Committee on Employment and Social Affairs
by Eleni Anayiotou (CY)
Case study & introduction
With 2022 being named the ‘European Year of the Youth’ light was shed on a range of issues concerning young Europeans. According to a Euronews report from April 2022, the youth has been one of the ‘hardest hit groups of the pandemic’, particularly concerning their involvement in the workforce. NEETs, defined as ‘Young people neither in employment nor in education and training’, are multiplying across European States as a result of both COVID-19 and the recent war in Ukraine; various accounts from the youth itself, show that they see no hope in the future.
Youth unemployment rates have been escalating throughout Europe. With the numbers of unemployed youth reaching a staggering 1.3 billion in 2020, the issue becomes more imminent than ever. But youth unemployment is not merely a short-term problem: if these high rates of unemployment prevail, serious ramifications will be evident in the future. In particular, the youth’s lack of job experience will be reflected in national economies, and in the broader European sphere. The youth needs to be immersed into the job market to gain experience and confidence in order to efficiently transition into the next workforce, as well as to become productive and engaged citizens. Hence, tackling this issue at hand is significant for the promotion of both national and pan-European socio-economic stability.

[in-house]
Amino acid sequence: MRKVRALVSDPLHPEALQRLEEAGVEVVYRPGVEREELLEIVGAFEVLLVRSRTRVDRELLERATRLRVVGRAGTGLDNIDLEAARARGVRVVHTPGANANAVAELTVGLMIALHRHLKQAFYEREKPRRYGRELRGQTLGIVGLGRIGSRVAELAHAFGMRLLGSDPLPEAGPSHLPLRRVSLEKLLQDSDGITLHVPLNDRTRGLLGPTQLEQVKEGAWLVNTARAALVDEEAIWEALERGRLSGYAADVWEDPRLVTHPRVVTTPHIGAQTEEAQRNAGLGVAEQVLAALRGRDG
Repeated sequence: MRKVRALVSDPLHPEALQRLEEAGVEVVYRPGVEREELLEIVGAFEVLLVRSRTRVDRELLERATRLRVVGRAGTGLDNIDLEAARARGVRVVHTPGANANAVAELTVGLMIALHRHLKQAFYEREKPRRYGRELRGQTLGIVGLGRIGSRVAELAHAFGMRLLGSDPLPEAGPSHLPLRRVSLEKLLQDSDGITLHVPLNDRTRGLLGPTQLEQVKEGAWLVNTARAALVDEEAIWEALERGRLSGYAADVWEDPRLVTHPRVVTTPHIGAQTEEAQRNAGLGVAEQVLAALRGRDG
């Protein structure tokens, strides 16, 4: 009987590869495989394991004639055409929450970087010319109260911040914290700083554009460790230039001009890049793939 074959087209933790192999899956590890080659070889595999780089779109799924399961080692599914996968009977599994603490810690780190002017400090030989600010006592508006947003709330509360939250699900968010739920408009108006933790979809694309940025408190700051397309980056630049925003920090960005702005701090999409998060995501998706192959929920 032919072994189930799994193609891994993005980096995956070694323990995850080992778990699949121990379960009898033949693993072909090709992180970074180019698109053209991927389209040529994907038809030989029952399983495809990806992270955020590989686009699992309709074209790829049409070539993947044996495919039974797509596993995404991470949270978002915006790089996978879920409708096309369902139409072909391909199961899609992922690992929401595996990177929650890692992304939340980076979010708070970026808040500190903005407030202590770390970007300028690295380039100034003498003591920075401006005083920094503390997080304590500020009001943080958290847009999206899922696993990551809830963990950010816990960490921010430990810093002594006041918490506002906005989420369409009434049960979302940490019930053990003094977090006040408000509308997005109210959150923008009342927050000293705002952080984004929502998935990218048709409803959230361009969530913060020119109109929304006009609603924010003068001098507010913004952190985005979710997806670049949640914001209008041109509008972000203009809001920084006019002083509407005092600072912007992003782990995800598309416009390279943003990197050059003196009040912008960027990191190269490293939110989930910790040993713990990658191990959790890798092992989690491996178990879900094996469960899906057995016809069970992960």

Youth unemployment can have a range of negative consequences, both for the citizens themselves and national economies. The average EU youth unemployment rate rose up to 13.0 % in 2022, but with significant variations across Member States. What however underlies this issue and what should be tackled in order to resolve it?